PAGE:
It was the last leg of our journey before finally reaching the desert true. We had refueled, bought our water (one cold and one frozen for the next day) and our scarves to shield our faces from the sand.
We came to a slow halt in a long line of traffic, so Ibrahim steered the van around and headed back to the gas station. A young guy who worked there jumped in and directed us along a route that would take us around the road block. We cruised down side streets, passed resting donkeys and children who were peering out of windows and door cracks. Men standing around having conversations paused to watch us pass. I commented on how lucky we were to be driving through a side of town that no other tourists would come across. The van was stifling hot at times so I leaned on the edge of my window. The breeze outside, although dense, felt refreshing on my face.
The road gradually turned into a pebble track and we found ourselves driving through rural land. A couple of farmers moved their donkey cart for us and Ibrahim skillfully steered over a bridge as narrow as our van was wide. Driving along a wall, I noticed a couple of guys running in our direction and said ‘hey it looks like they’re coming to say hi!’ Another group of guys carrying a tree trunk and rocks dropped them 20 yards in front of us, creating a new block. We realised we were not so welcome in this area when around 200 men sprinted in from nowhere, surrounded our van and screamed ragingly at us.
Ibrahim and the guy who had directed us here were summoned out the van and the 7 of us sat reservedly inside, not giving too much eye contact to the guys prowling around the van. Some were tapping rocks together and appeared hungry for a bit of “let’s stone some tourists” action. The scariest thing was that there was no hierarchy or unity within their group. Some of them spat words at each other and saliva to the ground between irate sentences and hand gestures. I tried to start a game of I Spy with Kevin. My letter was P – for people. Shit loads of them. Ibrahim and the other guy were still outside, but would give us reassuring looks whilst calmly negotiating us out of the situation.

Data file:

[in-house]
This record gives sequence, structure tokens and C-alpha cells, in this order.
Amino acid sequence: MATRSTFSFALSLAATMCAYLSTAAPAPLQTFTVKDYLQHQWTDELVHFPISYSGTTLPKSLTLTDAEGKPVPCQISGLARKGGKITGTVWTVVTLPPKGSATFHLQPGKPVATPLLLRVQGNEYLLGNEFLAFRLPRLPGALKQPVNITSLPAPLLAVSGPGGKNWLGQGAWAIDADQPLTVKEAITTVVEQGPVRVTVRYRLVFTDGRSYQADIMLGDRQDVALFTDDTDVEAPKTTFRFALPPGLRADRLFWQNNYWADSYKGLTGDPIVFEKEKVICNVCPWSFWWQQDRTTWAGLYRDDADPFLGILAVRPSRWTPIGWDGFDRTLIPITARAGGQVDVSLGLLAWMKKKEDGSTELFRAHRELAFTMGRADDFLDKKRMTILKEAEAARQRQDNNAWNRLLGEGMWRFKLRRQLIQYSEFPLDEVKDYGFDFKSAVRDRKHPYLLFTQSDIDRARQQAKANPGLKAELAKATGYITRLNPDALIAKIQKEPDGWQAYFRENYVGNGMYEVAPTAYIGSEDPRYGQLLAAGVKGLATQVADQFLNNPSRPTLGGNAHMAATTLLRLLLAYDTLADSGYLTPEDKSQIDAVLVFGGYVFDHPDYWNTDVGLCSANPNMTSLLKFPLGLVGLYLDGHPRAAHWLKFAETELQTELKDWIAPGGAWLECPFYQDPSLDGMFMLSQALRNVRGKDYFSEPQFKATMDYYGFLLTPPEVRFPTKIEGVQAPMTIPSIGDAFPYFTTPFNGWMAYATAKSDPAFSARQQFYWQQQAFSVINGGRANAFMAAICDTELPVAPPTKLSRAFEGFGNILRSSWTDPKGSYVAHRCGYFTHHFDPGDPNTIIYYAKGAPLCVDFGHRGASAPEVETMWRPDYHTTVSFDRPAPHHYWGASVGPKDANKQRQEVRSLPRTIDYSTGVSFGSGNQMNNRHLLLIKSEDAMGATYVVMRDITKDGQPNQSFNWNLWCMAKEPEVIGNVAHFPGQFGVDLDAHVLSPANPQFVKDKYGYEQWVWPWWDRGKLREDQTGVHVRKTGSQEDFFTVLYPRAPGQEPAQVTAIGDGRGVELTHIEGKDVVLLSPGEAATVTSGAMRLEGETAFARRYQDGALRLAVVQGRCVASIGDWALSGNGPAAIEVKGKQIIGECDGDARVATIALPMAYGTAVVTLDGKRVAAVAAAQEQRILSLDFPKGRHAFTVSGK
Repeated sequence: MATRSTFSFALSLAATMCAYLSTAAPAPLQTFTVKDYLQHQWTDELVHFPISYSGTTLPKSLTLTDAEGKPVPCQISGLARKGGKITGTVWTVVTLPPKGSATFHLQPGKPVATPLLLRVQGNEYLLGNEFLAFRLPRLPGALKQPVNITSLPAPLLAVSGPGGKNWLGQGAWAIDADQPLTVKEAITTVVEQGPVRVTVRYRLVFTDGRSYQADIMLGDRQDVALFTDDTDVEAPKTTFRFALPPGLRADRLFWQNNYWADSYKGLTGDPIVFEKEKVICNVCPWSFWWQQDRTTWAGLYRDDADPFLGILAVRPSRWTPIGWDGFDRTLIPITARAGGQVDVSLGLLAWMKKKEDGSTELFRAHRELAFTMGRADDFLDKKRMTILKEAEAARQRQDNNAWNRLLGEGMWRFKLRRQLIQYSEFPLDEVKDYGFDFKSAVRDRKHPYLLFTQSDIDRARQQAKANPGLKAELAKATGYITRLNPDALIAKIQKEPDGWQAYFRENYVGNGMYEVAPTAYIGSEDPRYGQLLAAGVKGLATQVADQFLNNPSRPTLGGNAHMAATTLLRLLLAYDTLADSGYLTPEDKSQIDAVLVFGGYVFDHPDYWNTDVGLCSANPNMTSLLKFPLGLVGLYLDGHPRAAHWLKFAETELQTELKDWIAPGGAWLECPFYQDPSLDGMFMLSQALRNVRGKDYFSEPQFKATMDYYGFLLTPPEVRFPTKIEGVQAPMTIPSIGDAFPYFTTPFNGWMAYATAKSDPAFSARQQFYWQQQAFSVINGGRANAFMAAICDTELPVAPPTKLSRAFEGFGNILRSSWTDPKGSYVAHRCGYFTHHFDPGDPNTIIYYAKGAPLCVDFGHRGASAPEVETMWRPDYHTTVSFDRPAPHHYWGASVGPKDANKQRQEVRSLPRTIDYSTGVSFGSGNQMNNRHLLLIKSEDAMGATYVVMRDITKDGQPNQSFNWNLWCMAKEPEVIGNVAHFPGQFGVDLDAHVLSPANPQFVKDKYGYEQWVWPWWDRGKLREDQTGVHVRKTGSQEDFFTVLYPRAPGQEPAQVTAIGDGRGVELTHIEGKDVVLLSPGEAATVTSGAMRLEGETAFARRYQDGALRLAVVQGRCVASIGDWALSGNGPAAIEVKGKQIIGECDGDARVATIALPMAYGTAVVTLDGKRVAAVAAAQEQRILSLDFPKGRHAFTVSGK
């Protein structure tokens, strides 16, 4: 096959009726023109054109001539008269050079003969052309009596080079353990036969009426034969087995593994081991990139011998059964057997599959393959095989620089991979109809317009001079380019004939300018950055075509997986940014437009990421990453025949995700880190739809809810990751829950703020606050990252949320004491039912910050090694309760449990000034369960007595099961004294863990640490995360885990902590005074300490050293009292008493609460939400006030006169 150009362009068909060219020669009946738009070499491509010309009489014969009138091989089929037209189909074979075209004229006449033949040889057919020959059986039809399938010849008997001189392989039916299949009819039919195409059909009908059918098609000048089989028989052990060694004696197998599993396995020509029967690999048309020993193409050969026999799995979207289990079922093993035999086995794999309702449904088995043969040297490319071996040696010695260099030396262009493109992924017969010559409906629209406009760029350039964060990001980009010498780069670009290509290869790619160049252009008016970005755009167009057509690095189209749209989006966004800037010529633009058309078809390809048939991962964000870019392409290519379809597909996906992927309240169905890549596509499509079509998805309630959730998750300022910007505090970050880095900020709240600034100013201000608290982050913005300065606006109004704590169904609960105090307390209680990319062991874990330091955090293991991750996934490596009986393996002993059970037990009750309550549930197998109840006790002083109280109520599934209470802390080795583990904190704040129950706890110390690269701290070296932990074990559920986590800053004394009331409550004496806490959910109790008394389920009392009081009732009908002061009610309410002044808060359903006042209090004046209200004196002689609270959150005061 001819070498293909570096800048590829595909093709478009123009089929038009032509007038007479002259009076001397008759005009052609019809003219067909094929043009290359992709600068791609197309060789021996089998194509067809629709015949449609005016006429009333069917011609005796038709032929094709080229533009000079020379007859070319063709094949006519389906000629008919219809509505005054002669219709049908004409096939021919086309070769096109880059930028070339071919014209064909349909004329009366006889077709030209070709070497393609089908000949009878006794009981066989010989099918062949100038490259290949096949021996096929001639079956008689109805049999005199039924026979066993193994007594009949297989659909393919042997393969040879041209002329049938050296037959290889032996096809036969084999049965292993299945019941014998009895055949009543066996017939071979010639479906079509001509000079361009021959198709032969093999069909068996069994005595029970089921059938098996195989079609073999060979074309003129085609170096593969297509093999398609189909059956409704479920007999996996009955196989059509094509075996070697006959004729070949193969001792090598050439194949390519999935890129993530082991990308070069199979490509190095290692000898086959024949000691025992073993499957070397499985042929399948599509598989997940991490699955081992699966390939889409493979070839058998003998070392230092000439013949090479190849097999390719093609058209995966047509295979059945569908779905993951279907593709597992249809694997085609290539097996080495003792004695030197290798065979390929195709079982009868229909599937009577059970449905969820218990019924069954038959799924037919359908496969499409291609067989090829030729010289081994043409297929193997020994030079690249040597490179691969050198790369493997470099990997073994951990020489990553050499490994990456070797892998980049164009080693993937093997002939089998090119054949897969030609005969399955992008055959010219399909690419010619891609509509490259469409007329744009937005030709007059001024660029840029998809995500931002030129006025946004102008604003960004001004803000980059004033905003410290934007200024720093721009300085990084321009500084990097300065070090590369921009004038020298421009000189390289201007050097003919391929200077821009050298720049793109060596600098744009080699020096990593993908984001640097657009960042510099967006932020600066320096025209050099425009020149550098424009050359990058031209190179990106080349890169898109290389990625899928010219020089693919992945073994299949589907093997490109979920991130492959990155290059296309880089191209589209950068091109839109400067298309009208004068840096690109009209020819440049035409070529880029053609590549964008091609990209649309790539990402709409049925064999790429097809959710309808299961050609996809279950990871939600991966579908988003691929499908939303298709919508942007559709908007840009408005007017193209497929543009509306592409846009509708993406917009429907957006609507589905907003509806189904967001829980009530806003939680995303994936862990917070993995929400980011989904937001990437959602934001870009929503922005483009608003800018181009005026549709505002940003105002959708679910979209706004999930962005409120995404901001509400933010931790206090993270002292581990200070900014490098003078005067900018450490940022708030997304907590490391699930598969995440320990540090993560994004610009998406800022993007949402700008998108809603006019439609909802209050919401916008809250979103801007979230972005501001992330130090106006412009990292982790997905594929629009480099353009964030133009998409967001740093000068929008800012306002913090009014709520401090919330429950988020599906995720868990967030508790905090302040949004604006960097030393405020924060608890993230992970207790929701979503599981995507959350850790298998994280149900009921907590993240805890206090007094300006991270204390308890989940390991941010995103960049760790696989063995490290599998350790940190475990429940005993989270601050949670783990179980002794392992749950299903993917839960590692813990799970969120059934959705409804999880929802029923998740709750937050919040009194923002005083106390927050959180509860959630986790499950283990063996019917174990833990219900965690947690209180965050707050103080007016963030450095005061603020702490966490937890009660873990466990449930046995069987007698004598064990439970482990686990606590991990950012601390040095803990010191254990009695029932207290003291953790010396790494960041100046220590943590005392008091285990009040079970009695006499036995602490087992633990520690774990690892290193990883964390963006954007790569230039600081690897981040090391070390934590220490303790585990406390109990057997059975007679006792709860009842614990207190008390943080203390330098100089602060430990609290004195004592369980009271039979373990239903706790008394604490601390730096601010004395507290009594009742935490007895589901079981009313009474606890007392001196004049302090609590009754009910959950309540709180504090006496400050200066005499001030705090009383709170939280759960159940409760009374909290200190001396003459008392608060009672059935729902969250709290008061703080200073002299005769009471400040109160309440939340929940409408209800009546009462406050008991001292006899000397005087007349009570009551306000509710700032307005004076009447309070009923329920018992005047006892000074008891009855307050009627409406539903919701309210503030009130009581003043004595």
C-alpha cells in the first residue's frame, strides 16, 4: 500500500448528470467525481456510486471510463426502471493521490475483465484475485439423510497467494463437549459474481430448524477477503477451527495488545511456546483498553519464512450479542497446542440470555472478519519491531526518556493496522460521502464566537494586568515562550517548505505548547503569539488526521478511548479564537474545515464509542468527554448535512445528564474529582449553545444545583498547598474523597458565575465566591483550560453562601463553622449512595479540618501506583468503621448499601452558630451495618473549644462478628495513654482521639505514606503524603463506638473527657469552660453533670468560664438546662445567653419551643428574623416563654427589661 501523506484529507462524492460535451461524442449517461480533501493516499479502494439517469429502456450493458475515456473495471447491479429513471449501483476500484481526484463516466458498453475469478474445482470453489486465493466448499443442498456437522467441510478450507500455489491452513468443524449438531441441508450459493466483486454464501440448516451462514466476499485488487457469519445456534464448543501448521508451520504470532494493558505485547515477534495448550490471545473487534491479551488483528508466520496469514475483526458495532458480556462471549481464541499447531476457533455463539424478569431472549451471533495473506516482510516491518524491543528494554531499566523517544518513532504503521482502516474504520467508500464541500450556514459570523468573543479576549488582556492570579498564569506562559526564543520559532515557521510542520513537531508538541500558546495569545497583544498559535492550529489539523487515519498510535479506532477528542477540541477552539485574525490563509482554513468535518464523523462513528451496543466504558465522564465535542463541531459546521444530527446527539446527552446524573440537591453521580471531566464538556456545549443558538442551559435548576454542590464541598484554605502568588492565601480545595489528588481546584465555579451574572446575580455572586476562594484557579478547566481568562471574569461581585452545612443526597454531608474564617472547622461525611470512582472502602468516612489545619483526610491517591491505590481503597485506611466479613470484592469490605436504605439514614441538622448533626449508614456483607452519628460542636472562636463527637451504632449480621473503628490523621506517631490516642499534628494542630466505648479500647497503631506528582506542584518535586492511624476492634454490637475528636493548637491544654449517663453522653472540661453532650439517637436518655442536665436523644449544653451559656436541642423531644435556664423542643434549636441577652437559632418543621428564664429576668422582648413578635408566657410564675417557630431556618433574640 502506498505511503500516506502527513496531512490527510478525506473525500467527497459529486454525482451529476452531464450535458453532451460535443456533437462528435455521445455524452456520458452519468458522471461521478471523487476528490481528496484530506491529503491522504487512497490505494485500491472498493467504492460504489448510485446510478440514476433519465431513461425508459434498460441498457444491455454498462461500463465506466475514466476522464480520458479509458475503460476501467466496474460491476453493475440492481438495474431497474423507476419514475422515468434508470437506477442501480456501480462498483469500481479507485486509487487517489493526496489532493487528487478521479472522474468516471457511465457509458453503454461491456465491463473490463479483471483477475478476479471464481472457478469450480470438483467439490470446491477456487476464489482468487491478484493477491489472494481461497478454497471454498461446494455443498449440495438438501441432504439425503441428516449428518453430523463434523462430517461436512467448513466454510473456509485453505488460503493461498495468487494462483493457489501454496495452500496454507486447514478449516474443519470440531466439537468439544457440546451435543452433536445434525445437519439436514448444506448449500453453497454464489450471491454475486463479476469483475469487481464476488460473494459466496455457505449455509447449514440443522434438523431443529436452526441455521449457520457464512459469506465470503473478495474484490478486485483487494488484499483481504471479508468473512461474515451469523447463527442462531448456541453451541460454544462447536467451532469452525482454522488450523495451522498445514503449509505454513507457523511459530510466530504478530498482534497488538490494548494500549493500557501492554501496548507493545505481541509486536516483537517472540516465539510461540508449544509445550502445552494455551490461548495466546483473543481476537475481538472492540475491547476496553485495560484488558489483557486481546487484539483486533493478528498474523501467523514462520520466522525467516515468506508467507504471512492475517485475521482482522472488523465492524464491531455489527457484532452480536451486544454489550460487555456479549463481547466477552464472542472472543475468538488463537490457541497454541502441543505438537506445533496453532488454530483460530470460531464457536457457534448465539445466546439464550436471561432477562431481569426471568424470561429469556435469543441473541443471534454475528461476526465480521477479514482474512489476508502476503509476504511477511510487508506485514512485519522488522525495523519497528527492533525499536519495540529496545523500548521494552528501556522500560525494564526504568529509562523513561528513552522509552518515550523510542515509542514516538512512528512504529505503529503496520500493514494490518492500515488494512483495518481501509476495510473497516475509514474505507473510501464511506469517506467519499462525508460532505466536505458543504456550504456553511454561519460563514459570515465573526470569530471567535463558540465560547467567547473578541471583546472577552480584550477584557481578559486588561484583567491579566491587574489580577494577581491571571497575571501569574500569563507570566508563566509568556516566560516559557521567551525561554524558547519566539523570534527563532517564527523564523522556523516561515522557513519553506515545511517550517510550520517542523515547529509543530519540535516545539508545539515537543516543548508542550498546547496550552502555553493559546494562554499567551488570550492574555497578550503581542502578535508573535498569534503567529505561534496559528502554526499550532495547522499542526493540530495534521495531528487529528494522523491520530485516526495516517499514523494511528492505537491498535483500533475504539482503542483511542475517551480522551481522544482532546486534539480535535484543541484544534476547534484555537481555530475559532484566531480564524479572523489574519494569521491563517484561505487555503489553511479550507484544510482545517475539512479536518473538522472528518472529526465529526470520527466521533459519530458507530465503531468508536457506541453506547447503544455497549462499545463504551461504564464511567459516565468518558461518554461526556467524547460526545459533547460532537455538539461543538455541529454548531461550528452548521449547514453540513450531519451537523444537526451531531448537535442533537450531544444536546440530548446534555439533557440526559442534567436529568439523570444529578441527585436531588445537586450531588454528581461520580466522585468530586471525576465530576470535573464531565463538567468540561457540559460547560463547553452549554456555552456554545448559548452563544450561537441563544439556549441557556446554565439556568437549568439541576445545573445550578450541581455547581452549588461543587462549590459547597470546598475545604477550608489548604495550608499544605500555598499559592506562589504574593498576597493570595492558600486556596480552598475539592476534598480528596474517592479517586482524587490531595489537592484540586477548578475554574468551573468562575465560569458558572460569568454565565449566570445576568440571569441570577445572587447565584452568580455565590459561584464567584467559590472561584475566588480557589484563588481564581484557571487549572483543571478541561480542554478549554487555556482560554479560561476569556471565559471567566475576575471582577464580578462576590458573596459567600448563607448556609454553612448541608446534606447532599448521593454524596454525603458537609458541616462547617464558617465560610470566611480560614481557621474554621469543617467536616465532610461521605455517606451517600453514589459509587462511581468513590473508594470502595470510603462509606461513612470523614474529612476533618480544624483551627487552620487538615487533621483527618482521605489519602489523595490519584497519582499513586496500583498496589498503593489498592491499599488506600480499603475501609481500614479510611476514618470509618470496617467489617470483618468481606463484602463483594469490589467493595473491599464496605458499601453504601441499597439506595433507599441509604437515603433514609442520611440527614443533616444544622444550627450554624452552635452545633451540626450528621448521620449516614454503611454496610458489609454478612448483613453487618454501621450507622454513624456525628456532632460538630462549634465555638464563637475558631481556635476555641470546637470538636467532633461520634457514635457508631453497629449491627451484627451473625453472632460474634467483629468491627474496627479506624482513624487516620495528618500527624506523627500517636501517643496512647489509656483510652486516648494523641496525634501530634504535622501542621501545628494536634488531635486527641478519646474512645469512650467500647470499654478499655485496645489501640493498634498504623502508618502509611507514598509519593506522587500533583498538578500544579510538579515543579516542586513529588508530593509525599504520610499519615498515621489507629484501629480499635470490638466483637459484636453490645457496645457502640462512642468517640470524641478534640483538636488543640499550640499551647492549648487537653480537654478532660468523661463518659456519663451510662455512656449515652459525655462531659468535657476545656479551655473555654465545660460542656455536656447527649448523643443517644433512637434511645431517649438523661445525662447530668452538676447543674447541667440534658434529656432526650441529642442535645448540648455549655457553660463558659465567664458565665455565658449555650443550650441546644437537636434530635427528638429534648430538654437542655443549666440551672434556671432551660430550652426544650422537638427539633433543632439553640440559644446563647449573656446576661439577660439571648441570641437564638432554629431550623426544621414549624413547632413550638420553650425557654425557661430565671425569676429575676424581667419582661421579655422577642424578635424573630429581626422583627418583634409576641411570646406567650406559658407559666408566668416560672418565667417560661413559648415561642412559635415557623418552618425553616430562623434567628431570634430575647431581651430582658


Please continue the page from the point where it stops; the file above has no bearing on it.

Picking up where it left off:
Ibrahim later explained that we had been in disputed territory and the locals were angry that we had failed to respect the original road block. Note to self…
Well, I’m here typing this up and am obviously safe, but I have to admit to fearing the very worst during our excruciatingly slow 3600 seconds of sitting around, wondering how the day would end. I was itching to take photographs, but knew I would jeopardize our safety if I did. Alex Webb would have had a field day with the layers of dusk lit compositional eye candy, that was forming outside my window.
Shortly after reaching some kind of agreement with a group elders that showed up, we were released and the road block was lifted. Ibrahim started the van and only managed to drive 30 feet or so before breaking down to a chugging halt. Ibrahim’s head fell despairingly onto his forearms that were exhaustedly slouched flush against the steering wheel. The rest of us got out to push the van onto the road ahead and grouped in to help fix it.
A guy that had been yelling at us moments before, cycled up and offered his assistance. The van eventually got fixed and we went on our way to the Sahara desert. Another adventure was about to begin, but I was relieved for this one to be over.